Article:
Landscape

Geological Landscape

Newfoundland Story

Mineral Resources
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Online Book: Once Upon A Mine - by Wendy Martin







Newfoundland and Labrador has some of the oldest rocks in the world.
Geological Landscape

Newfoundland and Labrador has a world class geology. Earth scientists from all over the globe visit the province to study the record of the earth's evolution preserved in its rocks. Not only does it have some of the oldest rocks in the world, but it also has some unusual sequences of rocks which tell a fascinating tale of colliding continents and disappearing oceans in the geological past. Gros Morne National Park, in western Newfoundland, was declared an UNESCO World Heritage site in 1987 to recognise and preserve its unique geological landscape which has been described as the 8th Wonder of the World.

Layered limestones and shales Layered limestones and shales at Green Point, Gros Morne National Park.
Gros Morne National Park is a breathless landscape of fiords, seacoast, forest and mountains, but it was its geology that led to the area's designation as a World Heritage Site in 1987.
Photo courtesy of Trevor Bell, © 1998.
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The mineral resources of Newfoundland and Labrador are a direct product of its geological history. The recent discovery of a major ore deposit at Voisey's Bay, Labrador and the successful development of the Hibernia offshore oilfield highlight a long tradition of mining and resource use dating back to prehistoric time when the Maritime Archaic Indians quarried Ramah chert in northern Labrador and traded it throughout the Atlantic provinces and states.

Earth's Changing Surface

The Earth's solid surface is a restless jigsaw of abutting, diverging, and colliding slabs called tectonic plates. How plates behave forms the subject known as plate tectonics. It is an important key to understanding why continents collided in ancient Newfoundland and Labrador.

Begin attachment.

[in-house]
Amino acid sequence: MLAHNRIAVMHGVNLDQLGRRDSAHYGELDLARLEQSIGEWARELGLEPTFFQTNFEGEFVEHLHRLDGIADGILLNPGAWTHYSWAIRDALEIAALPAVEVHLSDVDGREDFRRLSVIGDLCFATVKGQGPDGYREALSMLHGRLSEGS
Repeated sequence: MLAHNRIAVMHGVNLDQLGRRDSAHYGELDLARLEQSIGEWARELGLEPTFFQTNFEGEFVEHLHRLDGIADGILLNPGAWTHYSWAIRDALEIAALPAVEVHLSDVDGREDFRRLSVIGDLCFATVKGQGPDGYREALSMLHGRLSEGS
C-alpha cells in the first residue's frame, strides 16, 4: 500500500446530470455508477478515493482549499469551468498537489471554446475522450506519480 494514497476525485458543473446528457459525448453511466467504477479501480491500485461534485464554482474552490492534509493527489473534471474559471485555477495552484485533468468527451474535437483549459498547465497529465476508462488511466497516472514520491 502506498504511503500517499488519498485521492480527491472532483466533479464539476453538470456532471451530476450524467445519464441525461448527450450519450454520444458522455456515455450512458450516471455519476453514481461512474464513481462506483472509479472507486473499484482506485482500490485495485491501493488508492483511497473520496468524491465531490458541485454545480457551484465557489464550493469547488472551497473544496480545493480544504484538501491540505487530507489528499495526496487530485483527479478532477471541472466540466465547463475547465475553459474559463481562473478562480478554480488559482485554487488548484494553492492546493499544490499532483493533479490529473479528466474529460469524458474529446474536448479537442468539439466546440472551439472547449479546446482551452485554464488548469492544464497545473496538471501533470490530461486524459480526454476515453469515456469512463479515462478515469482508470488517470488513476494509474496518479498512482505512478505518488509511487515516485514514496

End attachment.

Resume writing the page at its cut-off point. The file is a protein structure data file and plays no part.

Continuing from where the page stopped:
A slice through the Earth reveals a layered structure: a central metallic core surrounded by a thick mantle and a thin outer crust.

The Layered Planet
The Layered Planet.
Cut open like a cake, today's Earth would show this layered structure. Scientists deduce its inner layers from how these interfere with waves set off by earthquakes.
From Stephen Colman-Sadd and Susan A. Scott, Newfoundland and Labrador: Travellers Guide to the Geology (St. John's: Government of Newfoundland and Labrador, 1994).

The mantle is solid, but over very long periods of time most of it behaves like plasticine and flows. The temperature difference between the top and bottom of the mantle causes a circular flow called convection. The uppermost mantle and crust form an outer shell of rigid plates. The plates, and the continents they contain, move across the Earth's surface on the convection currents.

Earth's Mantle in Motion
Earth's Mantle in Motion.
Surrounding the Earth's core is the mantle, a 3,000 km thick layer of dense magnesium- and iron-rich rock called peridotite. Heat generated by radioactive decay and gravitational friction keeps part of the mantle soft. Convection currents stir this semi-fluid layer. Molten rock (magma) rises towards the surface of the Earth, cools, and sinks to be reheated far below. On a smaller scale, convection currents can be seen in a cup of hot coffee as milk warms and wells upwards in billows, then cools and sinks again.
From Stephen Colman-Sadd and Susan A. Scott, Newfoundland and Labrador: Travellers Guide to the Geology (St. John's: Government of Newfoundland and Labrador, 1994).

Plates grow by the addition of new rock from the mantle at mid-ocean ridges, where the convection currents rise. The volcanic island of Iceland sits on top of the Atlantic mid-ocean ridge. Plates are destroyed when they are carried down into the mantle at subduction zones, such as the one off the coast of British Columbia. In some places, the plates simply slide past each other along huge faults, like the San Andreas Fault in California. Modern plate movements have parallels in the distant past when the same processes built the Island of Newfoundland.